Since the beginning of the 21st century, a few serious financial scandals and many
cases of corporate mismanagement have driven scholars and politicians to devote increasing
attention to corporate governance, in a close relation with business ethics issues.
In academic literature, as well as in public policy debates, corporate governance
is nowadays acknowledged as a critical factor in economic development and financial
markets stability. The evolution in the nature of the firm is among the major causes
for the crisis of established corporate governance models. The traditional manufacturing
companies - vertically integrated and capital intensive - which emerged at the beginning
of the last century and had since then prevailed - have been challenged by new organizational
structures, based on intangible assets and networks, more appropriate to a dynamically
changing environment, where competition is driven by the availability of distinctive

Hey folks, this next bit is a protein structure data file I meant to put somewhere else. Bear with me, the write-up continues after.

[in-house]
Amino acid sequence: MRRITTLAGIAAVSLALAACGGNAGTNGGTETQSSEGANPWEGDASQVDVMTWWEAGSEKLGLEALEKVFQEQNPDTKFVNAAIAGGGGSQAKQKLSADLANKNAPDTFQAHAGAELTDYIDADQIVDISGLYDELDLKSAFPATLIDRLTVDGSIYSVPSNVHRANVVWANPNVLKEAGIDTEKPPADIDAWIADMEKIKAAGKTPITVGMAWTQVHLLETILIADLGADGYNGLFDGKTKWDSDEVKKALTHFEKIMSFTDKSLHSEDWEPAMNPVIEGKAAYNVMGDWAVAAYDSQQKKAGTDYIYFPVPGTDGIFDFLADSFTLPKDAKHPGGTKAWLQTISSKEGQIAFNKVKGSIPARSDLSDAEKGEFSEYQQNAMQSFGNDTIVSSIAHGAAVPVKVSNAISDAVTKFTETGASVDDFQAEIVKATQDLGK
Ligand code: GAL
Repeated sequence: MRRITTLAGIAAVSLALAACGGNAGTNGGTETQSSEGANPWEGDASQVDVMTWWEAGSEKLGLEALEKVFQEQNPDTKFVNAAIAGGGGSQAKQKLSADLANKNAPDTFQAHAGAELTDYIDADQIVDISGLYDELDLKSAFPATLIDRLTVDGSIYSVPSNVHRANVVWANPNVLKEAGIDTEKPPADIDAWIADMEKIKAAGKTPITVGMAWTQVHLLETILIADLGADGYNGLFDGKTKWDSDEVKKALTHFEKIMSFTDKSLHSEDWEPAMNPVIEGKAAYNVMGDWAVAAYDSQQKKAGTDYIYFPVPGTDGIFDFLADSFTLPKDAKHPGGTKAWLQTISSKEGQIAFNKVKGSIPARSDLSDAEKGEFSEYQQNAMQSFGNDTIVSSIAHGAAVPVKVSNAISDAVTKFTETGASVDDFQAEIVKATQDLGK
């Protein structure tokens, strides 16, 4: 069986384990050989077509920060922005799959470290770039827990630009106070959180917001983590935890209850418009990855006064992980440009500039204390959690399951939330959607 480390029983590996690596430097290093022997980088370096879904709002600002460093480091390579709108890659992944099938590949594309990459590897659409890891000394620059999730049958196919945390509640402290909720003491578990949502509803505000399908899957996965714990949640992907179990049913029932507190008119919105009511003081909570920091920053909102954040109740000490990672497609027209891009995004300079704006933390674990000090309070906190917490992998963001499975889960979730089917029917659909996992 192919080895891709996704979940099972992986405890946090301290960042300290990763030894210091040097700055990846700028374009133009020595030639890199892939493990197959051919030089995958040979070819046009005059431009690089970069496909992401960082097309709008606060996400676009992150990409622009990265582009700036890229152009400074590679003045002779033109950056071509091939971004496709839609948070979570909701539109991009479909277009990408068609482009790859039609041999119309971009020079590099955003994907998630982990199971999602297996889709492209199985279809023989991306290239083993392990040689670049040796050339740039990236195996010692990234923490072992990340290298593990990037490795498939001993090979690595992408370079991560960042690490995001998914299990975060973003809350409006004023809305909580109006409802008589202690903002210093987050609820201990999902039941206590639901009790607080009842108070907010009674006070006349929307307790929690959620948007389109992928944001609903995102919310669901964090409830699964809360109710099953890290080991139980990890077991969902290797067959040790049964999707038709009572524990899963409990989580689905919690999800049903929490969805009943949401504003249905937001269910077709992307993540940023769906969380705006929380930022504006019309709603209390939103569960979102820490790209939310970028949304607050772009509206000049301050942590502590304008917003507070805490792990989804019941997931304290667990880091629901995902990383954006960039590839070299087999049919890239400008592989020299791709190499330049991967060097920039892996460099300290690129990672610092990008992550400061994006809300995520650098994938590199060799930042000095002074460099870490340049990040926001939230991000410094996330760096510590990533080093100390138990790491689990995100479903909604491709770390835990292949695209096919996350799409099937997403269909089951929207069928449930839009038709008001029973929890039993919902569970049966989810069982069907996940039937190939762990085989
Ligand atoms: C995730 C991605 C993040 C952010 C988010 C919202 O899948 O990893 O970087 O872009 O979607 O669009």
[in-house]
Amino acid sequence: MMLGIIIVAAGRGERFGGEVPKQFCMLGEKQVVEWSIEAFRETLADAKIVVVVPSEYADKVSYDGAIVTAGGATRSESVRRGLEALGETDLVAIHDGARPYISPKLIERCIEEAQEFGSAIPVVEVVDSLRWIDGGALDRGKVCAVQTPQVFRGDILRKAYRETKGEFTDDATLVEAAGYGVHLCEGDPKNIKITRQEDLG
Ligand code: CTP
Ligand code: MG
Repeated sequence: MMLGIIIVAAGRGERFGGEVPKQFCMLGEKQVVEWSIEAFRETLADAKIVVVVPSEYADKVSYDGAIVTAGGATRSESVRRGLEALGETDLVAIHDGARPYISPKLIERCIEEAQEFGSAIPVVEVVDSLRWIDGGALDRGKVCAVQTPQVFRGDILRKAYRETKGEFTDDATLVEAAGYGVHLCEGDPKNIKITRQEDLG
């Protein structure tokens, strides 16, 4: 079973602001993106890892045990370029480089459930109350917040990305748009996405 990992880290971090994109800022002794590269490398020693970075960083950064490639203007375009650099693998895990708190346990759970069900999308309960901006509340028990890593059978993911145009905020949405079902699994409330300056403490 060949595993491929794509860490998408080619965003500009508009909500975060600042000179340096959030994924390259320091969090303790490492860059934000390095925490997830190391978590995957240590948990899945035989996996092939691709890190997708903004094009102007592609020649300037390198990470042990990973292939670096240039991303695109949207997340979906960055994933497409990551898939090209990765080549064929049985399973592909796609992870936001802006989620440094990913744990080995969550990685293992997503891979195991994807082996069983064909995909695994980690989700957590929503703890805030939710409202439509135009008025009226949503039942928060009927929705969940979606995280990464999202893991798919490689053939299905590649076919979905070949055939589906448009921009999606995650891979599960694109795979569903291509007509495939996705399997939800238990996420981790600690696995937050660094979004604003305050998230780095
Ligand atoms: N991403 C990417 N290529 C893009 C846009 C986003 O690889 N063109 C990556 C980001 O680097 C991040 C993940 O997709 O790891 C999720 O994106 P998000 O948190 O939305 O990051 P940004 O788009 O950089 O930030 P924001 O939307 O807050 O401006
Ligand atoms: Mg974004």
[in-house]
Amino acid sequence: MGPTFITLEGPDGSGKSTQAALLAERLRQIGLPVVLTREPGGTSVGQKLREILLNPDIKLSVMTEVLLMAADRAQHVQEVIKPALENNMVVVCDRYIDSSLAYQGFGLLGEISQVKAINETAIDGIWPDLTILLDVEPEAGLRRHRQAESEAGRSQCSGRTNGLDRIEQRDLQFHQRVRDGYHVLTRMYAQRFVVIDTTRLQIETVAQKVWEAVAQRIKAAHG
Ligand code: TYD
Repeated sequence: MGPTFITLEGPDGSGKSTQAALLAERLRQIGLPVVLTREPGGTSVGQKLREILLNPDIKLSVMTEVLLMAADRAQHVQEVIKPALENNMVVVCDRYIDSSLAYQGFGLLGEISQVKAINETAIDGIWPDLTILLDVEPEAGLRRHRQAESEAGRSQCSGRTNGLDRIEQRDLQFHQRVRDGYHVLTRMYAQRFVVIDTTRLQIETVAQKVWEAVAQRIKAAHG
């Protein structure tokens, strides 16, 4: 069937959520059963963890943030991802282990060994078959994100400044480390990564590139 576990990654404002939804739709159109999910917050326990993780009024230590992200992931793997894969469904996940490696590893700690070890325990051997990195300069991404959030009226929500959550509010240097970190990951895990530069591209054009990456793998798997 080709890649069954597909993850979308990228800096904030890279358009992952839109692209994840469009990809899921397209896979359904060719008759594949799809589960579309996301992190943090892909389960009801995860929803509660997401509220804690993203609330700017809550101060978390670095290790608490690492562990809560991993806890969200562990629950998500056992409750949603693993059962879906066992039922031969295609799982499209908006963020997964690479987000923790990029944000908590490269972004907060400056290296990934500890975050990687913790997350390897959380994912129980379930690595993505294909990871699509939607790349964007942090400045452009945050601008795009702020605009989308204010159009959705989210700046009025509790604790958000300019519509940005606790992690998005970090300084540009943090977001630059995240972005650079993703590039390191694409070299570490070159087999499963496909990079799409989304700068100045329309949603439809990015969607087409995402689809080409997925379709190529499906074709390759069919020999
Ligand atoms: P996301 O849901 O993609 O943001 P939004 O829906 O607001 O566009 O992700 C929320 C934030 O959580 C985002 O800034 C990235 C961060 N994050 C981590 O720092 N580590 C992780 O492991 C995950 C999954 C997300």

competencies, based on firm-specific knowledge.
This paper, building on the resource based view of the firm, but also on stakeholder
approach to strategic management, explores how the growing importance of intangible
assets is reshaping, in many industries, the basic conditions of corporate governance.
The aim is twofold: i) to explain logically why intangible assets modifies the allocation
of residual claims, as company performance can substantially affect the wealth of
other stakeholders ii) to determine which constituencies should be considered as
relevant stakeholders and contribute, to some extent, to the corporate governance.